hit the leading edge of the wing as you bail out. That wouldn’t
have done any good at all in the Challenger scenario, but it was something
that I think was done to make the safety folks feel that they’d
made a contribution. It had very limited application.
We had stopped using pressure suits during the launch phase. They
were cumbersome. In fact, I remember on 51-I, which was a couple flights
before Challenger, we wore shirt-sleeve coveralls and it was a much
more comfortable way to fly, and you had much more visibility and
reach access without the cumbersome suit on. But after Challenger,
it was determined to go back to a pressure suit. In case cabin integrity
was lost, the crew would be able to survive. So the launch escape
suit was developed further and we took part in those evaluations of
had believed that until the Challenger accident that flight scheduling
came before crew safety. Were there safety issues prior to or during
your last Shuttle flight that concerned you and your crew, or had
there been other safety issues that the astronaut corps had talked
had not been any major safety issues, and there certainly wasn’t
any feeling that safety was being compromised in order to get the
flights off. That may have been a misconception on our part; because
we all wanted to fly so badly, we really were willing to accept the
risk that was there and probably more. But in the Astronaut Office
the discussions more were centered around somewhat of a relief that
the thermal protection system, the tile separation issue, had been
resolved. The tiles were not coming off or separating anymore and
damage to the tiles was very minimal. There were a few dings, but
that was normally resolved by having debris kicked up off the runway
after landing, so that was not a problem at all for entry.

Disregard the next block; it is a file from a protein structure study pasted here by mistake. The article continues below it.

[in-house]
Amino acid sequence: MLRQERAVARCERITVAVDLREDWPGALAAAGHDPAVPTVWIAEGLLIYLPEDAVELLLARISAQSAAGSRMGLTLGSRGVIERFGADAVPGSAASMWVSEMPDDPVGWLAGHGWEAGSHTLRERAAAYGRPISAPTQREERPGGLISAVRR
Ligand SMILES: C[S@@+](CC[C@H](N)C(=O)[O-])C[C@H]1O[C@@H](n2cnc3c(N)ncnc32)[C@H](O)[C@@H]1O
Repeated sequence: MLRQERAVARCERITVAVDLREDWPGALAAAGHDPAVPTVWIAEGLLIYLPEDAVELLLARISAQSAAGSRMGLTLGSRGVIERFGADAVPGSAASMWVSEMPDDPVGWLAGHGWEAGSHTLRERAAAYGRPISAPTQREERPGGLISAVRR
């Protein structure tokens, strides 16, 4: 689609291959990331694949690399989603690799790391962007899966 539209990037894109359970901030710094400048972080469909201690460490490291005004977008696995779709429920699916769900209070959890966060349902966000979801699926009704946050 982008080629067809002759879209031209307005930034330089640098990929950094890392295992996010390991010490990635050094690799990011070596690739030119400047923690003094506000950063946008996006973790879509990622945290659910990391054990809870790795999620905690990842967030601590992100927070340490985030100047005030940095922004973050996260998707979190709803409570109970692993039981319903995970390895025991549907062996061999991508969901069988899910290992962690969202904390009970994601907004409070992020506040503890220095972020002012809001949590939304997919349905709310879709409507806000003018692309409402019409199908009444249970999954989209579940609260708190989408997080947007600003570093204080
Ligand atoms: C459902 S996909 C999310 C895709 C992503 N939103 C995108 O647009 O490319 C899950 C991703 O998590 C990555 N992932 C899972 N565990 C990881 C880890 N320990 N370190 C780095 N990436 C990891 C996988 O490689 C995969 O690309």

We were more concerned with the high-speed moving parts. By that I
mean the turbines, the fuel turbines that pump the fuel the very high
rate from the tank into the engines. They turned at a tremendously
high rpm [revolutions per minute], and just the thought of that rate
of rotation and the turbines coming apart could very well have been
a disastrous thing in the back end of the airplane. None ever have,
but it’s one that I think has always nagged not just the crews,
but some of the engineers keep their eye on them pretty closely.
And hydraulic pumps. We had had failures of triple redundant systems,
hydraulics and computers and things like that, all of which are mandatory
for the vehicle to return to land. So we were keeping our eye on those
kinds of failures more than the kind of thing that happened on Challenger.
you have any indication that you might have another flight or were
you expecting to command another flight?
Engle: I think
expecting would have been a correct way to put it. I expected that
I was going to fly again. I was not assigned to a specific flight.
There were enough pilots, enough crews in queue that the foreseeable
flights were already manned or announced when I returned from 51-I.
Then when Challenger happened, it was obvious that there was going
to be an extended downtime for the Shuttle. There were an awful lot
of really talented young pilots and engineers, mission specialists,
who had not flown yet. I remember thinking very hard and trying to
think unselfishly that it would be pretty vain for me to lobby to
get back into the launch loop right away, while these other young
kids were sitting around waiting, because they’d been waiting
for quite some time.
The other thing was, I was coming up on mandatory Air Force retirement
in March, so I had to make the decision of whether to retire from
the military and hire on as a civil servant and stay in the Astronaut
Office. That would have been another decision to make, and I had not
really forced myself to that decision. That was still a little ways
off, so I was trying desperately to figure out some way to be able
to keep flying airplanes, like the T-38s, because I knew once I retired
from the astronaut program, I wouldn’t have that access to the
fun airplanes to fly.
I was really undecided, quite frankly, exactly what I was going to
do, until Challenger happened and that kind of changed things.
us through the next couple of years. You did leave NASA before return
to flight and you did retire from the Air Force. Share with us how
all fell in place for you and how you moved on to the next phase of
Engle: I had
given a couple of talks. I remember giving one major talk at an Air
National Guard Symposium in Washington, D.C. It was prior to our flight,
and I know we had taken a good many mementos from Guard squadrons
around the country. When Challenger actually happened, [Edward C.]